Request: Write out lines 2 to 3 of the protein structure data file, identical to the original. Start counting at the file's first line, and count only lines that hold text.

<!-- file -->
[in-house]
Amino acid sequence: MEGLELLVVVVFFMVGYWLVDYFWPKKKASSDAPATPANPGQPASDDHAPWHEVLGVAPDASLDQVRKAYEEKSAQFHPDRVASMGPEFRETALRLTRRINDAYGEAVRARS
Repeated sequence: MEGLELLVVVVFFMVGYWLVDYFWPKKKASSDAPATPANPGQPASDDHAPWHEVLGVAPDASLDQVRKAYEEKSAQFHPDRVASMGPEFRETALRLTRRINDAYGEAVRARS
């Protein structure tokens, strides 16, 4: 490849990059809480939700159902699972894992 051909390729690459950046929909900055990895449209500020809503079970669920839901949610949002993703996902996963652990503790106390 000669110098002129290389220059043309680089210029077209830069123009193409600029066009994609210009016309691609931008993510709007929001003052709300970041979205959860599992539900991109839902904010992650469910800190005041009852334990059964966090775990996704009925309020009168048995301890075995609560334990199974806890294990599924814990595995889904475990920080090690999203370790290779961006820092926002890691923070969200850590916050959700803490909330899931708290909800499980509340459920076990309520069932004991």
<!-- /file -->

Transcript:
Amino acid sequence: MEGLELLVVVVFFMVGYWLVDYFWPKKKASSDAPATPANPGQPASDDHAPWHEVLGVAPDASLDQVRKAYEEKSAQFHPDRVASMGPEFRETALRLTRRINDAYGEAVRARS
Repeated sequence: MEGLELLVVVVFFMVGYWLVDYFWPKKKASSDAPATPANPGQPASDDHAPWHEVLGVAPDASLDQVRKAYEEKSAQFHPDRVASMGPEFRETALRLTRRINDAYGEAVRARS